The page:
The New York Times (2008) explored the weakness of self-report surveys in the study of extramarital sex yesterday, in an article that examined inconsistencies in the "adultery gap." More men than women typically report that they have had extramarital sex, according to the General Social Survey, which has polled men and women about their sex lives since 1972. The NYT article quotes David C. Atkins*: if "you start looking at specific gender and age cohorts, we do start to see some pretty significant changes" in infidelity reporting. The article points out that women report higher numbers in anonymous surveys than face-to-face, suggesting that they are lying to fit a social standard.
The tendency for women to lie about their sex lives, due to the sexual double standard, was explored in a NYT article last year as well (see 8/13/07), which suggested that average sexual partners between men and women should be similar, mathematically speaking.
So, I think I've figured out my problem with this topic. Last August, when the NYT published the "mathematical proof" that women were lying about their sexual histories, I reacted pretty strongly. Strongly enough, in fact, that a mathematics blog listed me among bloggers getting their "panties into a knot" over it. I've been thinking about it, and you know: that's fair. I do get my panties into a knot over it, because it seems to always be presented as women lying to get their sexual numbers down. There doesn't seem to be much mention of men lying to increase their numbers, which seems just as likely to me as the converse.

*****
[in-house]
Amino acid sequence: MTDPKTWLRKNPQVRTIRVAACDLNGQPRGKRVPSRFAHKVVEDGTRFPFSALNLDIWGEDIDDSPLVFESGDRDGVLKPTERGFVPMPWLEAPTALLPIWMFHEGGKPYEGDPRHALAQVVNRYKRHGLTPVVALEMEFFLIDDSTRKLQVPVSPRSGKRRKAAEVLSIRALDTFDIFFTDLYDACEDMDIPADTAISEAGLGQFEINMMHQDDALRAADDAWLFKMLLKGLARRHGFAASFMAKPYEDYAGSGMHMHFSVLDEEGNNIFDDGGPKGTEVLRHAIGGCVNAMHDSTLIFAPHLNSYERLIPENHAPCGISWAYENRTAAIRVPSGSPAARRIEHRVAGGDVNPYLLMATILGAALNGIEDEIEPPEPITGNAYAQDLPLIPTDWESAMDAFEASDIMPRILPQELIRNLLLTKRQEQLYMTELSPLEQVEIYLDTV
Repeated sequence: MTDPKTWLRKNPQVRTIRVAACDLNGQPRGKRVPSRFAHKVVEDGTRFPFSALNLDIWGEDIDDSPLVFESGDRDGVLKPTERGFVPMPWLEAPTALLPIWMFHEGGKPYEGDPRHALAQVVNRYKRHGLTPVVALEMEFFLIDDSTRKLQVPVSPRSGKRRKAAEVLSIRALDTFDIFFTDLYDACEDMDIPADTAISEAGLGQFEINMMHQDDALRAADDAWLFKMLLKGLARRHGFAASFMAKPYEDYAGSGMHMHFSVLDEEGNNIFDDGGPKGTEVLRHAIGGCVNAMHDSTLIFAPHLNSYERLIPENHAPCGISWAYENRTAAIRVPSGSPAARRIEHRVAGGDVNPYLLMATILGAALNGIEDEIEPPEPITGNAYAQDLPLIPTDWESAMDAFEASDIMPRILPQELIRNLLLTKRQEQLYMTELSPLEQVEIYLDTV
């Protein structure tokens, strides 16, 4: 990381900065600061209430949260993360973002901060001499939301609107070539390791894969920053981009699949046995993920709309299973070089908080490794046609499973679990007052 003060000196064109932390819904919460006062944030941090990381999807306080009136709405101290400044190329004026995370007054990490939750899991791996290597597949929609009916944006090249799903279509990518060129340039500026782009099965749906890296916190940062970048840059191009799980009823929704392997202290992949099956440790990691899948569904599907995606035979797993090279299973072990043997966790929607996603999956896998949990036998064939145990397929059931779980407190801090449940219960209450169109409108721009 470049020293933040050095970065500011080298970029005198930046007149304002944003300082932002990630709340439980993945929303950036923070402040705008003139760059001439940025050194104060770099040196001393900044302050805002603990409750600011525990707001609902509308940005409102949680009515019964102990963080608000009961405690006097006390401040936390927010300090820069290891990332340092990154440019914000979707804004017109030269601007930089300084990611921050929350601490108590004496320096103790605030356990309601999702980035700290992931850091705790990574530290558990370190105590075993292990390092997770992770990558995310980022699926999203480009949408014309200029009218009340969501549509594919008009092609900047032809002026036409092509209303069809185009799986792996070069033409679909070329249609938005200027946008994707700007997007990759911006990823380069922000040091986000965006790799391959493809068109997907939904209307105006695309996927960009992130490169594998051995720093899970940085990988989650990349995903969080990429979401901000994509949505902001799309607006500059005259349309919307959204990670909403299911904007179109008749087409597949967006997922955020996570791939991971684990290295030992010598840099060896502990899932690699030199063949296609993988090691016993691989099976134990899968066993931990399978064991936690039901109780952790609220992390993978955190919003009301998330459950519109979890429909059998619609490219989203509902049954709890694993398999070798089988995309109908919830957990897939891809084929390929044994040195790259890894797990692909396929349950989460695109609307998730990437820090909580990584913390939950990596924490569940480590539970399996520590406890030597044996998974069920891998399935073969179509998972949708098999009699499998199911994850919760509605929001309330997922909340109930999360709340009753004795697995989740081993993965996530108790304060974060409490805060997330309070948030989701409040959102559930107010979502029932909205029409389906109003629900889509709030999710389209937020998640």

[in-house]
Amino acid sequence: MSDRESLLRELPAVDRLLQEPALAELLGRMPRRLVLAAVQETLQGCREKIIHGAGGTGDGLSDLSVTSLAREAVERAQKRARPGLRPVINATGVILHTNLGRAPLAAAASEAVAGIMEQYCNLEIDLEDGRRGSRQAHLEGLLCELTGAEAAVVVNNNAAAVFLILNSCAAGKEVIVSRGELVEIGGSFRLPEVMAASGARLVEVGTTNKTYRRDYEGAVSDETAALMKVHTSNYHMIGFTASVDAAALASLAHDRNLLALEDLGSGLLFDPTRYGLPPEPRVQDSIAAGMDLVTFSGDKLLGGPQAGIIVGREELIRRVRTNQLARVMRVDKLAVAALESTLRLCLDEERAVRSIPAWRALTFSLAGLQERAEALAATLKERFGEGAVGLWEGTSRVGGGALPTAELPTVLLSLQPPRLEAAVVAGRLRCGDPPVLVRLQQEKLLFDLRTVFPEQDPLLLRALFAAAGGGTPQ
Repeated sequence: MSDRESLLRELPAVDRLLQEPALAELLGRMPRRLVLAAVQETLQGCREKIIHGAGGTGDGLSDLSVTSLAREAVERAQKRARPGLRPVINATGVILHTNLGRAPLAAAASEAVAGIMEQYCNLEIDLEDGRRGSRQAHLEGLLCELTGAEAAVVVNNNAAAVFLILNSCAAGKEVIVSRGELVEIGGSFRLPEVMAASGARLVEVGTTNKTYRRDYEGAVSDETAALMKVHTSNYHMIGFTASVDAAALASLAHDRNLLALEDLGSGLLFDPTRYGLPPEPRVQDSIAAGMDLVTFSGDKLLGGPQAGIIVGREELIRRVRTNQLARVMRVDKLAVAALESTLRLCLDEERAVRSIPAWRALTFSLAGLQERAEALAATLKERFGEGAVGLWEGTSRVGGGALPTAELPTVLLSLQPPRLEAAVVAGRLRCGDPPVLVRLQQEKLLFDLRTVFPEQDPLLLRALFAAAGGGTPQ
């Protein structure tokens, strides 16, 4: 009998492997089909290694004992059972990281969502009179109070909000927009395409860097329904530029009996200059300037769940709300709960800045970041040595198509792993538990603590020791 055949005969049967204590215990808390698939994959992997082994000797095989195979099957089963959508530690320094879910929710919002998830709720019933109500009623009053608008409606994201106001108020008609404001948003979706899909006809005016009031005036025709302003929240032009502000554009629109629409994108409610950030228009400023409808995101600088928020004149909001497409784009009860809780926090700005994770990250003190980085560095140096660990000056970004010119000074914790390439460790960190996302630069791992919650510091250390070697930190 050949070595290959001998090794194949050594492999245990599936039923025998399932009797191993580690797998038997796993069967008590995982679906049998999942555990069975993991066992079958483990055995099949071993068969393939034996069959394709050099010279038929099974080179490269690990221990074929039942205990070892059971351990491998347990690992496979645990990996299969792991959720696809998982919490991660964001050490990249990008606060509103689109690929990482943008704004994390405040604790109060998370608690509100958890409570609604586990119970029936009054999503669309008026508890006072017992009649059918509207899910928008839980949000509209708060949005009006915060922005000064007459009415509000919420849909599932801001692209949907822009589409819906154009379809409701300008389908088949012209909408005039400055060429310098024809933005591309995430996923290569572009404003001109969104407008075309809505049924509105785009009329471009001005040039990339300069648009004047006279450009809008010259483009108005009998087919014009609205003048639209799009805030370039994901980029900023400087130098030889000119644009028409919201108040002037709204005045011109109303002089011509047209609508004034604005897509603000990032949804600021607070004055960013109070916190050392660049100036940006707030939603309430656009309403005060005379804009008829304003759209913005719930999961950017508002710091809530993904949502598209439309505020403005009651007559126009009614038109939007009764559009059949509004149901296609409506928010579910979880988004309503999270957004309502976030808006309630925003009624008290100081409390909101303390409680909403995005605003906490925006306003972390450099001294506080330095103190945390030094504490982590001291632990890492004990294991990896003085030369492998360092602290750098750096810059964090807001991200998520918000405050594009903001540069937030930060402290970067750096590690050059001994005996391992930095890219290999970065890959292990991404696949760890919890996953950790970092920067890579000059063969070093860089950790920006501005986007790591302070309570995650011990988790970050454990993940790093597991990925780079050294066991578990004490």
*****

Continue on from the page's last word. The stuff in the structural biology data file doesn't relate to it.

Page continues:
*supposedly at the Center for the Study of Health and Risk Behaviors, but not listed on their website
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